How is knowledge of the illegal drug proven?
Having an illegal drug in your pocket may not establish actual possession if a doubt can be raised on the issue of knowledge that the item existed. For example, one may wear an item of clothing (such as a jacket or pair of jeans) belonging to friend or relative without knowledge that drugs were left in the pockets of the clothing. This person cannot be said to have knowledge of the illegal drug.Without knowledge that the drug was there in the first place, one cannot properly be found guilty of the offence of possession.
Another scenario may exist where the person was aware of the item in their possession but they did not know the item was an illegal drug. For example, someone in possession of a bag of marijuana, mistakenly thinking it was a bag of oregano or another type of herb used for cooking cannot be said to have the requisite knowledge to establish possession of the illicit narcotic.
However, mistaking one type of illegal drug for another type of illegal drug is not a proper defense to possession of a narcotic. A person will not be acquitted of possession where he or she asserts that they believed they were in possession of cocaine when they were actually in possession of heroin.
What is the difference between possession and a possession for the purpose of trafficking charge?
If someone is charged with possession of a narcotic for the purpose of trafficking, the Crown must first prove that item found was an illegal drug and that he or she was in possession of that drug.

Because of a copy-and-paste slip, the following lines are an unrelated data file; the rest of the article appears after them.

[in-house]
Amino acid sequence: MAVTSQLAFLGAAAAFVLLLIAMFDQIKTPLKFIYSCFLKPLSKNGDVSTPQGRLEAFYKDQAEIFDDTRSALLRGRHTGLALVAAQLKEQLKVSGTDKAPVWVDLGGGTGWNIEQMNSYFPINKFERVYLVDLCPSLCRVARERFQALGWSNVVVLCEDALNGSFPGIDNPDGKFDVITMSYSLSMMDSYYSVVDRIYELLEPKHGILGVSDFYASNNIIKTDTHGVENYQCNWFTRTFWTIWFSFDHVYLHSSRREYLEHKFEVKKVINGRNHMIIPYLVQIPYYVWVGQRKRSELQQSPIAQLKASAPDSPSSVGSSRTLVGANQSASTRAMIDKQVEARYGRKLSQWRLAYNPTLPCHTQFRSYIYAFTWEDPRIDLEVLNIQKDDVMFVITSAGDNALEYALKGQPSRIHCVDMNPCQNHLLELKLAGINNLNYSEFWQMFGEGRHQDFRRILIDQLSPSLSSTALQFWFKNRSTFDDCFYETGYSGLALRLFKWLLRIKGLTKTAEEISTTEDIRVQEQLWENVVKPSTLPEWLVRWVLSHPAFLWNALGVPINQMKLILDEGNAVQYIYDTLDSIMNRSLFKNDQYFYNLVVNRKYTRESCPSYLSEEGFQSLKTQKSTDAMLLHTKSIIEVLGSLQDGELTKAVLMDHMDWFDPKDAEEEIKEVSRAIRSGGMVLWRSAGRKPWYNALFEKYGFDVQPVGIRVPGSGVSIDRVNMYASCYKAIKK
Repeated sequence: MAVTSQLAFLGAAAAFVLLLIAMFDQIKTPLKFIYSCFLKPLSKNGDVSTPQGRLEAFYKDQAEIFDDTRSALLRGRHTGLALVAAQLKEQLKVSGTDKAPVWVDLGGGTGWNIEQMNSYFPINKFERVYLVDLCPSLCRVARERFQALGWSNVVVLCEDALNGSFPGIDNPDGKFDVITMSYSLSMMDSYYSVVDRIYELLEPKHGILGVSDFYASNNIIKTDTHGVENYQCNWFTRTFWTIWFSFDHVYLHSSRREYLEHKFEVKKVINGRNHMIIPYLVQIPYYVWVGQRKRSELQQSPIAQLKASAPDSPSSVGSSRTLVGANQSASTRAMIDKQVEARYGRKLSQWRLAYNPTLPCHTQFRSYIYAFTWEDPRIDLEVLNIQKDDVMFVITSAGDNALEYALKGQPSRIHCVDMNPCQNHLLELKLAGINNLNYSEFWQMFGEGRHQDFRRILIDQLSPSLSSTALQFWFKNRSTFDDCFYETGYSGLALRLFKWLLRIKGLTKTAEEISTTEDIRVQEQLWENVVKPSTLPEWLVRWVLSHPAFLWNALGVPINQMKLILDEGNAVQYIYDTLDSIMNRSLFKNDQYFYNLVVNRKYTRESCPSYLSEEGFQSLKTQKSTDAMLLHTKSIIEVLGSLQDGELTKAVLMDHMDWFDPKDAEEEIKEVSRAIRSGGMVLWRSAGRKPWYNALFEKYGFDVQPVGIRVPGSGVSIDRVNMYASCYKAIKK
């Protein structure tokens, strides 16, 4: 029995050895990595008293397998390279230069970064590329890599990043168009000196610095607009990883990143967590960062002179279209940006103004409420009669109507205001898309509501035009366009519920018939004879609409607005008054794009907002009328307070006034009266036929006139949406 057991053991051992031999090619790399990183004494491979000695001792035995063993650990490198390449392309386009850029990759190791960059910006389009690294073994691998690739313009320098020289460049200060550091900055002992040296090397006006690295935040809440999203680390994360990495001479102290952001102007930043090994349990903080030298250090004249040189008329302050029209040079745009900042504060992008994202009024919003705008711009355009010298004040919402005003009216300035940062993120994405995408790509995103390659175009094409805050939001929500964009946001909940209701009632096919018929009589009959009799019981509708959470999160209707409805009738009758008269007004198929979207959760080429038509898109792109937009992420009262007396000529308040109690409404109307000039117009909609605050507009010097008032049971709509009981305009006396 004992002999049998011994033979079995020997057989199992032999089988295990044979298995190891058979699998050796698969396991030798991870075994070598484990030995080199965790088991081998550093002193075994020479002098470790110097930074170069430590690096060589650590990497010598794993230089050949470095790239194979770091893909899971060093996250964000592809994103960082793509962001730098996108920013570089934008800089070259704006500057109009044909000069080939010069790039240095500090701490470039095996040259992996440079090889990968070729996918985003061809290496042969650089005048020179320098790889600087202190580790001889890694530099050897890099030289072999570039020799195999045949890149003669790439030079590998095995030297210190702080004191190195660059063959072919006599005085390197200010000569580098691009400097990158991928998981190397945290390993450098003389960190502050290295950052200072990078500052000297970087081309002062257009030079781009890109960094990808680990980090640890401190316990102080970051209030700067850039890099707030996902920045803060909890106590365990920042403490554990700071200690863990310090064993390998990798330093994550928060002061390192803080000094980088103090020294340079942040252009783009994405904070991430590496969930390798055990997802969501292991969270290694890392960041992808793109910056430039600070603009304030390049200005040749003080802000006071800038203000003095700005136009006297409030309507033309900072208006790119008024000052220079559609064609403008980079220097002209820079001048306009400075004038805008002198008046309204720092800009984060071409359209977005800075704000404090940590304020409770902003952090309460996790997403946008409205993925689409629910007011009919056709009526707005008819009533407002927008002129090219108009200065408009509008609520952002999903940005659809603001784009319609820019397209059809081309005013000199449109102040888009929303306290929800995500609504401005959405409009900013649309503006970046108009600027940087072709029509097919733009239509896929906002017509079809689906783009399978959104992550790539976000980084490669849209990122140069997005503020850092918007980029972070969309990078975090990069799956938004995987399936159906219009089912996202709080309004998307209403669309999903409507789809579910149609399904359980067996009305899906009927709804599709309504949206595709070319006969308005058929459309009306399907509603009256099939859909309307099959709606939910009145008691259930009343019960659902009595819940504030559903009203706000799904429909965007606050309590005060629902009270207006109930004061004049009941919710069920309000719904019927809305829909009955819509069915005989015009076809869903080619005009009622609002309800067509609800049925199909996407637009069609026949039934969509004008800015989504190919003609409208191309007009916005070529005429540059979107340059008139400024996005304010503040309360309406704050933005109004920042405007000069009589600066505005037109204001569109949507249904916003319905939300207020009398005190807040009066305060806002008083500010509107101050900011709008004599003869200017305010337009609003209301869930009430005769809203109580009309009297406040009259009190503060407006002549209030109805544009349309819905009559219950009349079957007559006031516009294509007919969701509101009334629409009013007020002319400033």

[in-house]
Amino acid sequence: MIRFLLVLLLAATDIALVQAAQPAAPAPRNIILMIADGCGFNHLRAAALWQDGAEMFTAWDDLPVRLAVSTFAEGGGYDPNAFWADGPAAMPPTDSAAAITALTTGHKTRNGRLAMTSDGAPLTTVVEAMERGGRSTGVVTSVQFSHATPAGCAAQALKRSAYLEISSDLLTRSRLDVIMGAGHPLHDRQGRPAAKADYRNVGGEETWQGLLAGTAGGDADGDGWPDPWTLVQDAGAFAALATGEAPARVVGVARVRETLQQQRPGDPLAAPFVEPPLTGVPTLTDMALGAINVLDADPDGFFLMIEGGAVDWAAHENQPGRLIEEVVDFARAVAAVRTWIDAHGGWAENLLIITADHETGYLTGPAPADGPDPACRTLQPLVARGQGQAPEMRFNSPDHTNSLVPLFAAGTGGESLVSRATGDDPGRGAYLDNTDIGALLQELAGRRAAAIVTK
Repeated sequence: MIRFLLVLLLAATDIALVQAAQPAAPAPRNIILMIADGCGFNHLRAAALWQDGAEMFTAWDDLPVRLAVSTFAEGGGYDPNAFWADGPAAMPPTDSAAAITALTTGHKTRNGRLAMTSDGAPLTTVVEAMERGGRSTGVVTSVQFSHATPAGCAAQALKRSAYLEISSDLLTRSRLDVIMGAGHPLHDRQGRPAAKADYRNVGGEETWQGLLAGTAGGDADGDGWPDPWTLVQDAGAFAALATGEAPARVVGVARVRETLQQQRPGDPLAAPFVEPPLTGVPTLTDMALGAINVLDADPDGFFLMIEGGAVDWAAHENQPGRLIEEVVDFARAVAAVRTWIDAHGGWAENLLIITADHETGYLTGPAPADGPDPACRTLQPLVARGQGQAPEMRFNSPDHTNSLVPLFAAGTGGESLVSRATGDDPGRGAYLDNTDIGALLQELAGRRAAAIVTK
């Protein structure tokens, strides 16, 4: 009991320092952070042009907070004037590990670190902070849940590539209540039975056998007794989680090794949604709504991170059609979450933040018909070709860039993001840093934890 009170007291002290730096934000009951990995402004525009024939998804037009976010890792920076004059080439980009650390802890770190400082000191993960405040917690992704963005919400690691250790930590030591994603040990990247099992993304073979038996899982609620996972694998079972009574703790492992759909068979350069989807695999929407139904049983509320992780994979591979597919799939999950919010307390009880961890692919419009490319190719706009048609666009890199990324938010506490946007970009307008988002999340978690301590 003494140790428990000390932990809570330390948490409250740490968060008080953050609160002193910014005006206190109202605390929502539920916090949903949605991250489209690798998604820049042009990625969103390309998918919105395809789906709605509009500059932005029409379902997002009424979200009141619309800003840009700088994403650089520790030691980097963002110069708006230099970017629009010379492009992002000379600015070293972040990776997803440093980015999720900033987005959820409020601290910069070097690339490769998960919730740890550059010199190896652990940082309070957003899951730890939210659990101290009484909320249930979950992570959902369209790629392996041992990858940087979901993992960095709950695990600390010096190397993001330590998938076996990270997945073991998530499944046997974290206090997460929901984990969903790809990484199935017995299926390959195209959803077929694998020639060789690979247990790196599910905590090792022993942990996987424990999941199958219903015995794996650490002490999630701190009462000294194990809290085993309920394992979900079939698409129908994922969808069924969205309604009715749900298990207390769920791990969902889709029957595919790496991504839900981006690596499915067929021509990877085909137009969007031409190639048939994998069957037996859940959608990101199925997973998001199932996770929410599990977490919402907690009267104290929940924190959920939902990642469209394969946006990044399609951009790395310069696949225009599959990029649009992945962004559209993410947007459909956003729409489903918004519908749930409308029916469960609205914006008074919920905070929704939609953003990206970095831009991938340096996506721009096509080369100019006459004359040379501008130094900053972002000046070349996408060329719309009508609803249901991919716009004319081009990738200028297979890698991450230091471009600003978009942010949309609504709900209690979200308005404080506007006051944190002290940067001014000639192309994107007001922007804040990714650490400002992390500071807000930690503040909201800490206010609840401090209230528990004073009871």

Additionally, the Crown must prove that the person possessed the drugs with the intention to sell (or give) it to others.
What are the sentences for possession and possession for the purpose of trafficking charges?
It is difficult to estimate the type of sentence a judge may impose for being in possession of a narcotic. Generally, the Court examines the circumstances of the offender in conjunction with the type of drug, the quantity of the drug and the reason the accused was in possession of the item. The Court generally treats drug addicts with more leniency than those persons alleged to possess or sell drugs for commercial gain. Each case is fact specific and requires a detailed analysis of all of the factors in order to determine an appropriate sentence range. Typically, a person found in possession of “hard drugs” such as cocaine and heroin are more likely to attract a jail sentence than those found in possession of “soft drugs” such as marijuana or hashish. Those found in possession of large quantities of jail could face multiple years in jail. However, it is possible for someone facing a minor drug charge to avoid a criminal record or have their charge withdrawn.